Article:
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WORLD VIEW: An aspect of a scientific theory that includes fundamental, and unverifiable axioms, beliefs, and values about how the world works. On example of an unverifiable world view axiom is belief in the existence of supreme, omnipotent, omniscience being. Political philosophies, which are essential to economic theories, are intertwined with alternative world views.

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Lesson 1: Economic Basics | Unit 3: The Economy Page: 8 of 18

Topic: A Mixed Economy: Markets and Government <=PAGE BACK | PAGE NEXT=>

Markets do an effective (and efficient) job of answering the three questions of allocation--most of the time.
  • Markets are the VOLUNTARY exchange of goods and services.
  • A pure market economy is an economy that uses nothing but markets to allocate resources.
  • A pure market economy is a useful theoretical benchmark.
Market responses to the allocation questions:
  • What? Resources are used to produce goods with the highest prices.
  • How? Goods are produced using the combination of resource with the lowest prices.
  • For Whom? People with more income buy more goods.

Government also helps answer the three questions of allocation.
  • Government allocation is INVOLUNTARY. It sets the laws and rules.
  • A pure command economy is an economy that uses nothing but government to allocate resources.
  • A pure command economy is another useful theoretical benchmark.
Government responses to the allocation questions:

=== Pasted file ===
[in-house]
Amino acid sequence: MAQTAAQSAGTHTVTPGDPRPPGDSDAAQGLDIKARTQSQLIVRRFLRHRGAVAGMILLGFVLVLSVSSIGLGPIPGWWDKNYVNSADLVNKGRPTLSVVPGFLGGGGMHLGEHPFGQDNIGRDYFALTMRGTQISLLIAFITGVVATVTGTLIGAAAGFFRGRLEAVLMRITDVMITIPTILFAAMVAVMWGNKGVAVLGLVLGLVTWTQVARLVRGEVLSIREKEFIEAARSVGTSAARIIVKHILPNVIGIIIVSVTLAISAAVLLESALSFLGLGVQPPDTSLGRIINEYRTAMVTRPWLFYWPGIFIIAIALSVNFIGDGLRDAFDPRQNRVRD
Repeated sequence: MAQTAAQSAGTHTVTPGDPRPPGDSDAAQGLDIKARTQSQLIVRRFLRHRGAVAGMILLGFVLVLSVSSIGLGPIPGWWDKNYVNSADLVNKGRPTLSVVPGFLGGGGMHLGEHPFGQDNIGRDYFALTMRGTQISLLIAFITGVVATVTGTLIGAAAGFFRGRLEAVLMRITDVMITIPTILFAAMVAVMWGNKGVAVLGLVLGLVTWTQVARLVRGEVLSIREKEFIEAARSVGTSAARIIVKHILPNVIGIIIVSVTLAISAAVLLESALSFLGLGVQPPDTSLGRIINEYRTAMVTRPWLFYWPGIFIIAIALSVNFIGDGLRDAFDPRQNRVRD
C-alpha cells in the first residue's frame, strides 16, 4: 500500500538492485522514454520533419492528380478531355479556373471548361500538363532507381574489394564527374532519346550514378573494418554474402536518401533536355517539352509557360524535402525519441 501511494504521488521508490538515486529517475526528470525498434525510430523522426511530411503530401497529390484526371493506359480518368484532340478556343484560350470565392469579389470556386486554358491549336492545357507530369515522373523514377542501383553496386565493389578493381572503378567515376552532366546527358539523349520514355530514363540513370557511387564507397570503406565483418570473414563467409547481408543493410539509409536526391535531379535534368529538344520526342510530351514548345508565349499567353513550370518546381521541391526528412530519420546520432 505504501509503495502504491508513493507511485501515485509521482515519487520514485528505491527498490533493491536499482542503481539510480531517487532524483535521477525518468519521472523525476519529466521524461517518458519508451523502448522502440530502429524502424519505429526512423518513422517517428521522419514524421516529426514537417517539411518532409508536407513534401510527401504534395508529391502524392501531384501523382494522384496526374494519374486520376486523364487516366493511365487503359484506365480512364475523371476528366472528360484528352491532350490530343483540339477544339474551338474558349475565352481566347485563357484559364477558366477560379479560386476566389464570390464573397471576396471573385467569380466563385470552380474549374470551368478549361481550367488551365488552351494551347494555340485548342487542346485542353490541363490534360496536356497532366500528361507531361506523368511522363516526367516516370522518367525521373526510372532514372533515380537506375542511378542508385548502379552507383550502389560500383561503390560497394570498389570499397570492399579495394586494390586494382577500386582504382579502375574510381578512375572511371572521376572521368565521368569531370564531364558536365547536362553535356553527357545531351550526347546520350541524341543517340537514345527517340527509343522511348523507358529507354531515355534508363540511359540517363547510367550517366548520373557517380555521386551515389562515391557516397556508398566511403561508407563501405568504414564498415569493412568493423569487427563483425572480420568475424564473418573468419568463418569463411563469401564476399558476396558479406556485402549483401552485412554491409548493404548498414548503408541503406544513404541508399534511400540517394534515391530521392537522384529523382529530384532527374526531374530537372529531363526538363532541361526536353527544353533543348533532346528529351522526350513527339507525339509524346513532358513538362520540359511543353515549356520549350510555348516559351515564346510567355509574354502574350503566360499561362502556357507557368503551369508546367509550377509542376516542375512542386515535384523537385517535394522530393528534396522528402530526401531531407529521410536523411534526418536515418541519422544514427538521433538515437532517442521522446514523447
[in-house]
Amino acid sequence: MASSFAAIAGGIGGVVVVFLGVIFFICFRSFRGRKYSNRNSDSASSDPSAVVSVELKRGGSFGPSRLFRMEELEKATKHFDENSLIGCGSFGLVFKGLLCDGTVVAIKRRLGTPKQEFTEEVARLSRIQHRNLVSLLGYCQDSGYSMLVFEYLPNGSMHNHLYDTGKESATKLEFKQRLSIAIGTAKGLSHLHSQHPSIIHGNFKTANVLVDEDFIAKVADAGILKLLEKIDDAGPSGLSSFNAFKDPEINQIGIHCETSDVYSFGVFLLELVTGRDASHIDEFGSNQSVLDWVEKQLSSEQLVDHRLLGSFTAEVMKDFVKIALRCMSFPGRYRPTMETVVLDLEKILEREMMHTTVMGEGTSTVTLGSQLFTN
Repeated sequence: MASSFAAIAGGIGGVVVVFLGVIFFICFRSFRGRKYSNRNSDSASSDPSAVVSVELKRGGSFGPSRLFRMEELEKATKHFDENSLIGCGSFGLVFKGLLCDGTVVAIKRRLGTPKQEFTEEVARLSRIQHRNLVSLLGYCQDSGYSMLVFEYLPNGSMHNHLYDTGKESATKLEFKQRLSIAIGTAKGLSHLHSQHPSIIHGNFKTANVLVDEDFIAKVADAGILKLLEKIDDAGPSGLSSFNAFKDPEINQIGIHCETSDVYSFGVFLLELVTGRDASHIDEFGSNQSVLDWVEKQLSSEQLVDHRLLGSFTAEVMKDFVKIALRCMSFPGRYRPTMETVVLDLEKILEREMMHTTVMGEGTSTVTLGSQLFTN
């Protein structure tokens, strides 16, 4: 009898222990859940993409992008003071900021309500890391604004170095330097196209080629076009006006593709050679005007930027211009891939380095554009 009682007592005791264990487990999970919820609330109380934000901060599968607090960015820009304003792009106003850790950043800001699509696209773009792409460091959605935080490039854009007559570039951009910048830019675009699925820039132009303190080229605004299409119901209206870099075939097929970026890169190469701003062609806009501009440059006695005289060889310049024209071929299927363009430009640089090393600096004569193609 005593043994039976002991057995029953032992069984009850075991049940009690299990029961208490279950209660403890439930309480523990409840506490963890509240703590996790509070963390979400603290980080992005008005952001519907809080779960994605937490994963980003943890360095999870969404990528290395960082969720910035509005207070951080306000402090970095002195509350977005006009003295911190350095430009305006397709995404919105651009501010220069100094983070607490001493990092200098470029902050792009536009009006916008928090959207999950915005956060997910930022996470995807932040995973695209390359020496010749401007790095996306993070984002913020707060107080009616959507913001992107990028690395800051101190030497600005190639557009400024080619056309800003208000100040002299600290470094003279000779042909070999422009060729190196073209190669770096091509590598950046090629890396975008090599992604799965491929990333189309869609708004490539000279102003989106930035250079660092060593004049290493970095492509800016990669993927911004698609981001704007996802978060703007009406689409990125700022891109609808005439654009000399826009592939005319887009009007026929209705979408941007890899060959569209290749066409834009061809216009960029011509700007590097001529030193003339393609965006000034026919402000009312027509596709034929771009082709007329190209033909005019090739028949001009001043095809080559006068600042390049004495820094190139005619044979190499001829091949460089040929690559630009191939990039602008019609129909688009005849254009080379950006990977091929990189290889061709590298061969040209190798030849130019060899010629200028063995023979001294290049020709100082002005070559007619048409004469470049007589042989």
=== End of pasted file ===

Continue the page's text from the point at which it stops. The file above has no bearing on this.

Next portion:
• What? When government spends taxes, it dictates what goods will be produced.
  • How? Government has laws and rules that specify how resources will be used to produce goods.
  • For Whom? Government collects taxes from some people and distributes them among other people.

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FREE-RIDER PROBLEM

A problem underlying the provision of public goods that occurs when a person consumes or benefits from a good without making payment. The free-rider problem is the primary reason that public goods are produced by governments. Because public goods are characterized by the inability to exclude nonpayers, once a public good is produced anyone, everyone, can consume without making payment, that is, get a "free ride." Voluntary payments like those occurring in markets will not provide enough revenue to pay production costs. The only way to finance public goods is to force free-riders, and everyone else, to pay through government taxes. The free-rider problem also applies to common-property goods.

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Today, you are likely to spend a great deal of time visiting every yard sale in a 30-mile radius trying to buy either storage boxes for your computer software CDs or a set of tires. Be on the lookout for jovial bank tellers.
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It's estimated that the U.S. economy has about $20 million of counterfeit currency in circulation, less than 0.001 perecent of the total legal currency.
"It is very rare that you meet with obstacles in this world (that) the humblest man has not the faculties to surmount. "

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